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C.A.R.S. Mission
CARS is a national, award-winning,
non-profit auto safety and consumer
advocacy organization working to
save lives, prevent injuries, and
protect consumers from
auto-related fraud and abuse.

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to CARS, and signed or shared CARS' petitions. YOU are helping save precious lives!!

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CarMax sells cars with
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Buyer Beware! Auto dealers use
forced arbitration
to get away with cheating customers
Even when car dealers flagrantly violate consumer protection laws, you may not be able to get justice. That's because almost 100% of car dealers stick "forced arbitration" clauses into their contracts. If they cheat you, and you try to take them to court, they can just laugh at you. That's because they can get your case kicked into arbitration -- a secret, rigged process that favors big, corrupt lawbreakers. The dealer often gets to choose the arbitration firm, and even the arbitrator who hears your case. Unlike judges, arbitrators are perfectly free to ignore the law.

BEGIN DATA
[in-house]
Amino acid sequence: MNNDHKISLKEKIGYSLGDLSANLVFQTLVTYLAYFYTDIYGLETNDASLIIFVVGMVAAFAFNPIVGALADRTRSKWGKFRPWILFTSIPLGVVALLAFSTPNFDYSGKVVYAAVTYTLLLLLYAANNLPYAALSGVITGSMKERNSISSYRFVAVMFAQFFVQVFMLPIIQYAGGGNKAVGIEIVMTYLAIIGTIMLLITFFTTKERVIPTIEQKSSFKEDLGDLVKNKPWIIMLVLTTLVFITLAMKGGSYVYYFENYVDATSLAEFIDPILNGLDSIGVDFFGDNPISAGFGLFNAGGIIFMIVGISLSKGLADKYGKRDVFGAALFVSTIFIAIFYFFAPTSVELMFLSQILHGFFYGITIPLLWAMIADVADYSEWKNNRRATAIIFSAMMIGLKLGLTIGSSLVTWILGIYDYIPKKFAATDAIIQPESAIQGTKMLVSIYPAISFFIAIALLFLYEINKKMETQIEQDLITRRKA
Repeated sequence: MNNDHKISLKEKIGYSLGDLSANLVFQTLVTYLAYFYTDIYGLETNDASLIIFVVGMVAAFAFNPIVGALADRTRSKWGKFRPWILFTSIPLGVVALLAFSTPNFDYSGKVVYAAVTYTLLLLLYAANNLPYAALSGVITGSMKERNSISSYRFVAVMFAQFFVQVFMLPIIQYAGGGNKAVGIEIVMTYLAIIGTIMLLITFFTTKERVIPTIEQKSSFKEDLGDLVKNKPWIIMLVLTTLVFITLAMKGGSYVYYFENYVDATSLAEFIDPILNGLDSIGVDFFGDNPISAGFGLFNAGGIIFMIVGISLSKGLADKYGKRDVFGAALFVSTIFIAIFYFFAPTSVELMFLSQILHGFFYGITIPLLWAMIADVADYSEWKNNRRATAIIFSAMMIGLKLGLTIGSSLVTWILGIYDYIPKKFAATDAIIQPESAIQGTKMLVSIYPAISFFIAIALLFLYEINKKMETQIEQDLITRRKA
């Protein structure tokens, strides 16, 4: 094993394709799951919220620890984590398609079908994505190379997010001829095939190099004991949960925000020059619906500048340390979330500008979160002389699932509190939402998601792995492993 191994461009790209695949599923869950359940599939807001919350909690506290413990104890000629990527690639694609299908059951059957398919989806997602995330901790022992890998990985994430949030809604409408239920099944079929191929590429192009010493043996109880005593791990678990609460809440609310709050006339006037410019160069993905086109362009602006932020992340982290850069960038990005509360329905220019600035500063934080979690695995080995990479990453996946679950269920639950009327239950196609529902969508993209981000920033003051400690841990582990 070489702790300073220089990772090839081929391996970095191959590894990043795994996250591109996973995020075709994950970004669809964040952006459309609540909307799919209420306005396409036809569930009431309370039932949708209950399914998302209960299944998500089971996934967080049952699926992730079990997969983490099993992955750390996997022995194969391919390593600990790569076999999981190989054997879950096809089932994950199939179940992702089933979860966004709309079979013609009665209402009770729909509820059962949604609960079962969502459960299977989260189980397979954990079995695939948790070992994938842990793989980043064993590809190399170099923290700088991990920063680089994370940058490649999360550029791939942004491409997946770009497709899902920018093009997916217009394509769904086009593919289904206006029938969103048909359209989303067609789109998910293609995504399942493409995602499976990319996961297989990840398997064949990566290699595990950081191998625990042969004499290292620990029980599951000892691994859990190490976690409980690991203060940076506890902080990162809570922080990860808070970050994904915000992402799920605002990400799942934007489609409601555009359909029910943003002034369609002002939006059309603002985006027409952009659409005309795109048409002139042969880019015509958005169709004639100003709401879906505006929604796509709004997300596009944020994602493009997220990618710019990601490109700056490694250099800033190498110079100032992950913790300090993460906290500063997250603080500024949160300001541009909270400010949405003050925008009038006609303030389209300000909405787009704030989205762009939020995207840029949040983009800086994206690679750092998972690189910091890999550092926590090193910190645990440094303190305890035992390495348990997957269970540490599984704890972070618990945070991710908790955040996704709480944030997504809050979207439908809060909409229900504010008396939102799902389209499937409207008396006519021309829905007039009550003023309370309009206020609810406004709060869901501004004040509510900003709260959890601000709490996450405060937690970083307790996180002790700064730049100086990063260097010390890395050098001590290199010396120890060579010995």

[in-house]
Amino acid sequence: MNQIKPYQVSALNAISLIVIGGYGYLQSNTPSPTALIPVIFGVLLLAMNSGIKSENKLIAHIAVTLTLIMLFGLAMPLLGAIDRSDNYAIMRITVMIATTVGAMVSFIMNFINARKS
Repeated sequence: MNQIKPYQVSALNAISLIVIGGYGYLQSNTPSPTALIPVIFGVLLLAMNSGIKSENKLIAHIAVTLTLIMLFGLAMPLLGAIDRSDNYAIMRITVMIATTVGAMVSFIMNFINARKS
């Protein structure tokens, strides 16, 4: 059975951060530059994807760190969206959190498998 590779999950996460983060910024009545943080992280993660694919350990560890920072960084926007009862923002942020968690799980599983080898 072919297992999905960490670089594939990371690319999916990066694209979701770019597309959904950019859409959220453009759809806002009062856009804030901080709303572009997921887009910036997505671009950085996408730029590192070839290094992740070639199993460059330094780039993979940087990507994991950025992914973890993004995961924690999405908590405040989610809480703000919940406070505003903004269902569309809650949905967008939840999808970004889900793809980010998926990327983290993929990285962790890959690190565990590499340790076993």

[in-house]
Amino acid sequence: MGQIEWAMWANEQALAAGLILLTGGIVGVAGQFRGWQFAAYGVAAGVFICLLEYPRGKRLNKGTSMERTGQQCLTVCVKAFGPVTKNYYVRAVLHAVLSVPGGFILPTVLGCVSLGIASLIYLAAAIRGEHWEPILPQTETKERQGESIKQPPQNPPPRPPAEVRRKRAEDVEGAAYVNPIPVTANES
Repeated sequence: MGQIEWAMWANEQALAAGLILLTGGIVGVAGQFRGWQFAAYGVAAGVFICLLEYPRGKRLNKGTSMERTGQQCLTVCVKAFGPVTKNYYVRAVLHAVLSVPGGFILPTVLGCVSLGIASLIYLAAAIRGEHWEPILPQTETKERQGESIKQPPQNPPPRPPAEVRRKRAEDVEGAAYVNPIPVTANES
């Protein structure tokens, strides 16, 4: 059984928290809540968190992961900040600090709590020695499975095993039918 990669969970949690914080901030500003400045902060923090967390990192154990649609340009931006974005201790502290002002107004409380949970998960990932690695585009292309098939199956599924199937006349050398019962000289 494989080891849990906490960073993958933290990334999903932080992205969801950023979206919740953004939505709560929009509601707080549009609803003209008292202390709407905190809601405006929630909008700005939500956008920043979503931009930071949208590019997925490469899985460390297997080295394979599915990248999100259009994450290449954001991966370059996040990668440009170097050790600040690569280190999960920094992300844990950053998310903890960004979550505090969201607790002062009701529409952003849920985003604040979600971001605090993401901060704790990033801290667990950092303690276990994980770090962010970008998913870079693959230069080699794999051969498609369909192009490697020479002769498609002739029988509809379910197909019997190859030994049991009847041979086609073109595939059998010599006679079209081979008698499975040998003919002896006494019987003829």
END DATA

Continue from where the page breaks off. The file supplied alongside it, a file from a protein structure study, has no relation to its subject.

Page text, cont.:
Dealers claim that arbitration is quick. But Jon Perz in San Diego had to wait over 8 years in "arbitration limbo" before he finally got justice, after Mossy Toyota sold him an unsafe car. CARS produced a short video exposing what happened. More than 1.3 million people have watched our video on YouTube:
See the billboard CARS displayed
right next to Mossy Toyota's car lot,
and read more about how Jon finally won.